University of California (San Diego, CA) scientists are developing ways to circumvent this plight through genomics. By isolating and sequencing the DNA of marine microbes, researchers identified gene clusters that they predicted would code for antibiotic-like compounds. These genes were then transferred and grown in bacteria, producing a compound dubbed taromycin A. The result? Taromycin A impaired the growth of several types of drug-resistant bacteria, providing a potential platform for future antibiotics.


Another novel approach lies in the immune system of the bacteria itself—the often buzzed about CRISPR/Cas 9. CRISPR stands for “clustered regularly interspaced short palindromic repeats.” These are short DNA sequences that read the same forward and backwards and are found dispersed throughout the genomes of many types of bacteria.

In the mid-2000s, scientists realized these sequences were a part of the bacterial immune system. Bacteria insert bits of invading viral genomes between the CRISPR sequences. If the bacteria is subsequently infected by the same virus, the previously inserted viral DNA is used to make RNA that recognizes and binds to the invading viral genome—triggering the protein Cas9 to cut up the viral DNA.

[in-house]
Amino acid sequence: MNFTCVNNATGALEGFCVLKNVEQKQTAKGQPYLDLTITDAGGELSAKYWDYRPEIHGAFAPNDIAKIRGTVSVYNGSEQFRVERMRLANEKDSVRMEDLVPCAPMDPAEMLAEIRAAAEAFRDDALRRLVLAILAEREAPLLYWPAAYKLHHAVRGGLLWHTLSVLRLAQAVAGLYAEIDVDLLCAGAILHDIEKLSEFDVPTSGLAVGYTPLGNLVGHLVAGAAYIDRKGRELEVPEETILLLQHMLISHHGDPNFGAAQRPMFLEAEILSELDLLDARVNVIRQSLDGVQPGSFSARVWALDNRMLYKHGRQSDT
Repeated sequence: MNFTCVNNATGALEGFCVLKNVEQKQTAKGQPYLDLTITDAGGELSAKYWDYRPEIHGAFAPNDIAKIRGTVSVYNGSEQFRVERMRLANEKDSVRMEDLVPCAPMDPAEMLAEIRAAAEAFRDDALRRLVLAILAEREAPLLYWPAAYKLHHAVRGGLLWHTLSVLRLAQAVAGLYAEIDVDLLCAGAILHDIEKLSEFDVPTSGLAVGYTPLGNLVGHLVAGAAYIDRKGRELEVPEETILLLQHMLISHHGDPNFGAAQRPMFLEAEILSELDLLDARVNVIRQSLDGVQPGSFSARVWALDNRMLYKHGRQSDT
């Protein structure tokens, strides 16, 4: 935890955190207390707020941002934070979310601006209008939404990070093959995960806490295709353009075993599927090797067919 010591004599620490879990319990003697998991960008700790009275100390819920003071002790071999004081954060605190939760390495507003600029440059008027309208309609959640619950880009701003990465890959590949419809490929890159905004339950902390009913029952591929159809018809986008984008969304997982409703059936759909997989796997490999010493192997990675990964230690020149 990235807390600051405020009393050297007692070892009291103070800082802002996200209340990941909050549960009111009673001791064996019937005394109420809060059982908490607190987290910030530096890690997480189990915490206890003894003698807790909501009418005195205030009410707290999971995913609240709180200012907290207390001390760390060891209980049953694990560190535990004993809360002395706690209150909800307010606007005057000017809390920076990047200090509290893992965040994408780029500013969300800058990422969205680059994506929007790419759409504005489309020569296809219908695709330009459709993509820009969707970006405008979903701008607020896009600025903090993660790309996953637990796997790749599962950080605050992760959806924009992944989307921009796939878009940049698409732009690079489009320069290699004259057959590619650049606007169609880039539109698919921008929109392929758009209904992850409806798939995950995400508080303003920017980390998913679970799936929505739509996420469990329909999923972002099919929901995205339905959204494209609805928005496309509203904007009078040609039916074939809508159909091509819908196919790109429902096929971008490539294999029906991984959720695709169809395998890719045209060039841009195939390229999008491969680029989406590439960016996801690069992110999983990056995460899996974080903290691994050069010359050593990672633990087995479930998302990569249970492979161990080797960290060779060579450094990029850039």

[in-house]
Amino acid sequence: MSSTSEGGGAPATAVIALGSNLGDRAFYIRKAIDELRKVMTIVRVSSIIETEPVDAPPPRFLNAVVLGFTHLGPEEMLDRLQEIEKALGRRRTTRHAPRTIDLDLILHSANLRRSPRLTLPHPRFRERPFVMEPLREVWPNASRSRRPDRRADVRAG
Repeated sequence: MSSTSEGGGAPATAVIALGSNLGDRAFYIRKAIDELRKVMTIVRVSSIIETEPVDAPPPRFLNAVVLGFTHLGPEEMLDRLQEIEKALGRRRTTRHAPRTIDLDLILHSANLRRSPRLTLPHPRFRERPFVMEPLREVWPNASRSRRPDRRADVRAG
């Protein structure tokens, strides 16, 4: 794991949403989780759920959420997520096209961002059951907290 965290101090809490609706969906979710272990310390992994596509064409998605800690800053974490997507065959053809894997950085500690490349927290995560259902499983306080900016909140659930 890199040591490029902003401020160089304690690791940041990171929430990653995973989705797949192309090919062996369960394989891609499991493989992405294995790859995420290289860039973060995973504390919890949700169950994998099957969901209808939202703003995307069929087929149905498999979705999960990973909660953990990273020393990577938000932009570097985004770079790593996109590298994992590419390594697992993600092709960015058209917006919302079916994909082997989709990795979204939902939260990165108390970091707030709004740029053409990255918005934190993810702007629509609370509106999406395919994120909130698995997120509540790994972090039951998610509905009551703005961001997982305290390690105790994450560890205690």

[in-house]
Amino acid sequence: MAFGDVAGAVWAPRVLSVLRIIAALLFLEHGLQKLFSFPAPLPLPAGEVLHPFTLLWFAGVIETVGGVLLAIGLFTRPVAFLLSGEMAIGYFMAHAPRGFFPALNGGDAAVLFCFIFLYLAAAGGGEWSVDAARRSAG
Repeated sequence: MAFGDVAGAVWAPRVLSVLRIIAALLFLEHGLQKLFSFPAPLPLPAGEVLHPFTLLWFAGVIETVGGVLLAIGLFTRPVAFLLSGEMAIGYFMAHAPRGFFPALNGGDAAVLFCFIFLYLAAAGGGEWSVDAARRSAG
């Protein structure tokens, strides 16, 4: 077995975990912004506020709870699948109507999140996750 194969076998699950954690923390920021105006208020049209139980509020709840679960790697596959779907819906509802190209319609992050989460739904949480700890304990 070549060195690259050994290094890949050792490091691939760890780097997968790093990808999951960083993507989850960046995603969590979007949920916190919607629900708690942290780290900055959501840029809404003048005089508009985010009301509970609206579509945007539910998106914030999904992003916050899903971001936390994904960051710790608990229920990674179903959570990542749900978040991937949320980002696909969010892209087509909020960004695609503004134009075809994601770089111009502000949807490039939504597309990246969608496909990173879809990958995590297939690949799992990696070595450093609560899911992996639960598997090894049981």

Researchers at Tel Aviv University (Tel Aviv, Israel) and MIT (Cambridge, MA) are working to develop CRISPR/Cas9 systems to target bacterially-encoded antibiotic resistance genes. Their approach involves encoding CRISPR sequences on either side of an antibiotic resistant gene, which may trigger the gene’s destruction.

The genes can potentially be delivered via viruses (called bacteriophages), which in turn can be engineered to target specific bacteria. This precision technology, eliminates the issue of accidentally wiping out “friendly” bacteria along with harmful bacteria—a problem seen with many current antibiotics.

While antibiotic resistance continues to grow, a several-pronged approach that includes a reduction in the unnecessary use of antibiotics, new initiatives to spur innovation in antibiotic development, and the development of more targeted diagnostics to guide their use are in order. Fortunately, the avenues to discover new antibiotics appear to be widening, giving hope for novel treatments in the near future.